Ghazala Wahab, editor of Force magazine and writer of the column, First Person, tries to use her learning from her personal experiences and conversations with other people to comment on the subjects she tackles, be it violence, terrorism or homeland security. These experiences include, among others, her family home in Agra being at the receiving end of the wrath of a mob in 1990, when a wave of communal violence hit the country.
The idea of writing a book to convey her thoughts came from her column. That is how Born A Muslim: Some Truths About Islam in India came to be. At an in-person session of An Author’s Afternoon, organised by Prabha Khaitan Foundation in association with Shree Cement Ltd, Taj Bengal and digital partner The Telegraph Online-My Kolkata, Wahab talked about her book, the history of Islam, her findings in the course of her research, and her experiences as a journalist and a Muslim in India.
“I did not originally start writing on Muslim issues, given that I edit a magazine on national security and defence. But when the global war on terror started after 9/11, subjects like jihad, Islamic terrorism and political Islam became mainstream, and even I started writing about them. This forced me to look deeper into the religion itself, its theology and the different ideas of ‘jihad’ across geopolitics,” said Wahab, who was in conversation with Sangeeta Datta, Ehsaas woman of London, who described the book as “timely, analytical and personal”.
Ghazala Wahab in conversation with Sangeeta Datta, Ehsaas Woman of London, at Taj Bengal, KolkataAmit Datta
“I realised that there was so much that isn’t a part of our everyday understanding of Islam itself. So I wanted to put everything I had learnt over the last 10 years into my book, to tackle all the misconceptions about the religion, both among non-Muslims and within the Muslim community.”
Wahab differentiated between faith and religion. “Faith is deeply personal, hard to describe and is in all likelihood, not man-made. Religion on the other hand is a man-made construct, and always factors in existing practices, traditions, class hierarchies and prejudices. This is also true of Islam. Theoretically, it is an extremely progressive religion that gives you a broad overview of life and how it can be led in a socially engaging, responsible way.”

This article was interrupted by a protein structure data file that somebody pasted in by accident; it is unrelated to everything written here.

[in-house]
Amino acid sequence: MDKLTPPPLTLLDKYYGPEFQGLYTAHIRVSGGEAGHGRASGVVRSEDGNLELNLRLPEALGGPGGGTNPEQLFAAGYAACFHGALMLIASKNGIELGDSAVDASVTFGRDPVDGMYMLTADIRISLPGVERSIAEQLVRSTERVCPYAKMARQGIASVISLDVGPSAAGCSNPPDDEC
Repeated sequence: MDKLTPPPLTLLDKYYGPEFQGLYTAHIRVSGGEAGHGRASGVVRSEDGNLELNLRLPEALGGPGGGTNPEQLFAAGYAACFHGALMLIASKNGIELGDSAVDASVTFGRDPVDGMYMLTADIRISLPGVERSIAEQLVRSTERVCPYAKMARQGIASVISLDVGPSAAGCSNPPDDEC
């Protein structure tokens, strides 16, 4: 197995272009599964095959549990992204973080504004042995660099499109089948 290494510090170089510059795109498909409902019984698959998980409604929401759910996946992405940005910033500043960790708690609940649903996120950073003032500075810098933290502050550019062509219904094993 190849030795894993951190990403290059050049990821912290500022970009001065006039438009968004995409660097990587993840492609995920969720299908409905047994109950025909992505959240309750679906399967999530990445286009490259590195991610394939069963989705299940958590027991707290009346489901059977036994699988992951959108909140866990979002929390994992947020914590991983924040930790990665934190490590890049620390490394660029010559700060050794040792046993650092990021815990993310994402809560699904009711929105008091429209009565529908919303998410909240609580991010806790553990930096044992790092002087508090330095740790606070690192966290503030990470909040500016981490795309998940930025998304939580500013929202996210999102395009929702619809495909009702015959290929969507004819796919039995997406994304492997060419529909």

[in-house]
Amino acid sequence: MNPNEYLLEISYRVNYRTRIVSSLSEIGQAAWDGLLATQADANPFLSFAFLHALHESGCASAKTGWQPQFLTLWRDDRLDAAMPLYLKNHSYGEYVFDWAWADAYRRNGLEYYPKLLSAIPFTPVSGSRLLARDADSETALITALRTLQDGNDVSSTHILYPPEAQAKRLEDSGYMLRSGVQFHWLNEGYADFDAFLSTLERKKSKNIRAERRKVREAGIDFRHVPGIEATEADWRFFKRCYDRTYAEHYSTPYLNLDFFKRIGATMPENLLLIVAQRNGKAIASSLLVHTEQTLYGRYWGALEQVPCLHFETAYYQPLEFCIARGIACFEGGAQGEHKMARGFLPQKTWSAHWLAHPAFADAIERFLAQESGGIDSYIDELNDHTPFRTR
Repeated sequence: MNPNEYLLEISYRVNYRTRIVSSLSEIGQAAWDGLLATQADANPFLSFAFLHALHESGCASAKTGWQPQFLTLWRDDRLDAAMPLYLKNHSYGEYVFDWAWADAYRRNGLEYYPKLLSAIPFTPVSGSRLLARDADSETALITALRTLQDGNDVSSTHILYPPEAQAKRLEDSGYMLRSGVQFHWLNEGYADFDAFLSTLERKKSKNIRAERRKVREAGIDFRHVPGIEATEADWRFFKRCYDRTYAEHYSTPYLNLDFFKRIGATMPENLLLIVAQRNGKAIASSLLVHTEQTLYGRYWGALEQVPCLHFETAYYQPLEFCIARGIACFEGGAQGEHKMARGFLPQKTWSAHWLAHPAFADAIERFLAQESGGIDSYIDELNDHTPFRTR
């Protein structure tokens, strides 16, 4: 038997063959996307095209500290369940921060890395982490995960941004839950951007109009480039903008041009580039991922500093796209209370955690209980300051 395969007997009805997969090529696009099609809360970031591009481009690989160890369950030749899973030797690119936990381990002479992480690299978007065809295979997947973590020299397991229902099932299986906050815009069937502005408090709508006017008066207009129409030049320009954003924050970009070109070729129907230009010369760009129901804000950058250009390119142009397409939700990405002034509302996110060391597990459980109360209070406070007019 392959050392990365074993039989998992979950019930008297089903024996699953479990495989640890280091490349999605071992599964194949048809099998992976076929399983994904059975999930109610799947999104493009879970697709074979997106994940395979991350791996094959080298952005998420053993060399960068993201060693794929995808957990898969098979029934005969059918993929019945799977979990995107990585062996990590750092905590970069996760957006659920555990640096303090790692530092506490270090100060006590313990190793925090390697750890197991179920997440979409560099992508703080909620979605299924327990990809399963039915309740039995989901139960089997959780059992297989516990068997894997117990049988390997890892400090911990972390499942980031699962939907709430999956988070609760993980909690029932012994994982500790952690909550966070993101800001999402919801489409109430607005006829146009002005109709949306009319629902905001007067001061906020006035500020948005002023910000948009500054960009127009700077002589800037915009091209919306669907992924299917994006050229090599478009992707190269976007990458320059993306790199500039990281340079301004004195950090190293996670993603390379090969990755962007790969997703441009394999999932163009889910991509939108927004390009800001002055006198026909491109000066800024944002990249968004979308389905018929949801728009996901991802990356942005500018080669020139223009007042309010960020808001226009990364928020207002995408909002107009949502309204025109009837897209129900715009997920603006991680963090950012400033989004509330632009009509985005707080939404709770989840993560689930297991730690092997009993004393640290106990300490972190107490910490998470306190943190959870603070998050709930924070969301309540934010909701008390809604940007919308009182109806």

Wahab signs copies of her book for the audienceAmit Datta
Wahab also debunked the idea that the Muslim community believes in a global brotherhood rather than a nation-state. “People tend to believe what they are told, but in the course of my research, I learnt that the community tends to be insulated. So much that exists in popular discourse is incorrect.”
Drawing from popular culture to illustrate the diversity of cultural practices, Wahab spoke of the film, Saudagar (1973), in which Nutan played a Bengali Muslim girl. “When her character, Mahjubhi, marries Amitabh Bachchan’s Moti, she is shown wearing sindoor and a mangalsutra. So does Padma Khanna’s Phoolbanu. This is because the mangalsutra and sindoor were symbols of married women in Bengal irrespective of their religion. These were cultural markers. It was eye-opening for me as well.”
Vishal Sharma, General Manager, Vivanta Kolkata, felicitates Ghazala WahabAmit Datta
Segregation and terrorism
Speaking on wider perceptions of terrorism being linked to Islam by default, Wahab called it an “urban legend.” “On the contrary, the average Muslim in India has been at the receiving end of concerted violence since 1947. In my chapter on the marginalisation of the community, I have explored this observation. This chapter took me the longest time to write, as it was very disturbing.”
Towards the end of the session, Wahab made an incisive observation encapsulating the segregation of the Indian experience for different religious communities. “An overriding problem in India today is that ordinary Hindu people don’t know a Muslim person, and ordinary Muslims do not know a Hindu person. They have not grown up together, and have no experience of knowing their fellow citizens from a different religion.”
The audience interacts with Ghazala Wahab at An Author's Afternoon, organised by Prabha Khaitan Foundation at Taj Bengal, KolkataAmit Datta
A round of questions and animated observations from the audience ensued, touching upon everything from the Kashmir issue, to the fight from within the Muslim community against prejudice, communalism and misconceptions. The afternoon ended with a vote of thanks from Farhan Khan, director, sales and marketing, Taj Bengal, to Wahab, Datta and the audience.